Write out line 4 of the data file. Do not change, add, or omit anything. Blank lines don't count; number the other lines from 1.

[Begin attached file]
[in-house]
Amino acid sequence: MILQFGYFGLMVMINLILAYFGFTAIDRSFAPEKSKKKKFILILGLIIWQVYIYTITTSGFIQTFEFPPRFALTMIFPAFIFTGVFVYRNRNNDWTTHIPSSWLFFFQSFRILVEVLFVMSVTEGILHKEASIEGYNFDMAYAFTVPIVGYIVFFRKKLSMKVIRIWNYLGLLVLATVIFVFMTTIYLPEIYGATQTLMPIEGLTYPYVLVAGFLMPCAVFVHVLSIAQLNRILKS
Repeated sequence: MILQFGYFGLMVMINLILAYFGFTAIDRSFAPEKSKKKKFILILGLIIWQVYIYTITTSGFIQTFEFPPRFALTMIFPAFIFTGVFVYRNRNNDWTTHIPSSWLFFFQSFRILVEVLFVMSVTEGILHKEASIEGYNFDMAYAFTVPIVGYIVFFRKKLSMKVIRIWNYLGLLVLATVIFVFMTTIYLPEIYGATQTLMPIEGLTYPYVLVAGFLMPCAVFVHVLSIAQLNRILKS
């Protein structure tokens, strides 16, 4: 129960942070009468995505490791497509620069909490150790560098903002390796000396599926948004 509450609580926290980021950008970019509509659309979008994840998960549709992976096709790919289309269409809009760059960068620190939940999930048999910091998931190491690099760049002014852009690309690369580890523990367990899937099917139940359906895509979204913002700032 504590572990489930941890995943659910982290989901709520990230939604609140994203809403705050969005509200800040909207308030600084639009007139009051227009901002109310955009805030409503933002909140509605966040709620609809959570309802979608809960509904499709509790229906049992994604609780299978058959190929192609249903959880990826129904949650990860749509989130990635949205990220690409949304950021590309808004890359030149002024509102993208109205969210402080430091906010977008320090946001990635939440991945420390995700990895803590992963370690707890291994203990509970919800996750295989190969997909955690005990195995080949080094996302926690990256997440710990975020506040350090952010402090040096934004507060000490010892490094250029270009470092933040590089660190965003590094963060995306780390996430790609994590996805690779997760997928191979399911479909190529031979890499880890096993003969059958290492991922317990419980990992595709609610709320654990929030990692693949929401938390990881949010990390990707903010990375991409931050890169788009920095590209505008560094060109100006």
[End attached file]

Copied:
């Protein structure tokens, strides 16, 4: 129960942070009468995505490791497509620069909490150790560098903002390796000396599926948004 509450609580926290980021950008970019509509659309979008994840998960549709992976096709790919289309269409809009760059960068620190939940999930048999910091998931190491690099760049002014852009690309690369580890523990367990899937099917139940359906895509979204913002700032 504590572990489930941890995943659910982290989901709520990230939604609140994203809403705050969005509200800040909207308030600084639009007139009051227009901002109310955009805030409503933002909140509605966040709620609809959570309802979608809960509904499709509790229906049992994604609780299978058959190929192609249903959880990826129904949650990860749509989130990635949205990220690409949304950021590309808004890359030149002024509102993208109205969210402080430091906010977008320090946001990635939440991945420390995700990895803590992963370690707890291994203990509970919800996750295989190969997909955690005990195995080949080094996302926690990256997440710990975020506040350090952010402090040096934004507060000490010892490094250029270009470092933040590089660190965003590094963060995306780390996430790609994590996805690779997760997928191979399911479909190529031979890499880890096993003969059958290492991922317990419980990992595709609610709320654990929030990692693949929401938390990881949010990390990707903010990375991409931050890169788009920095590209505008560094060109100006």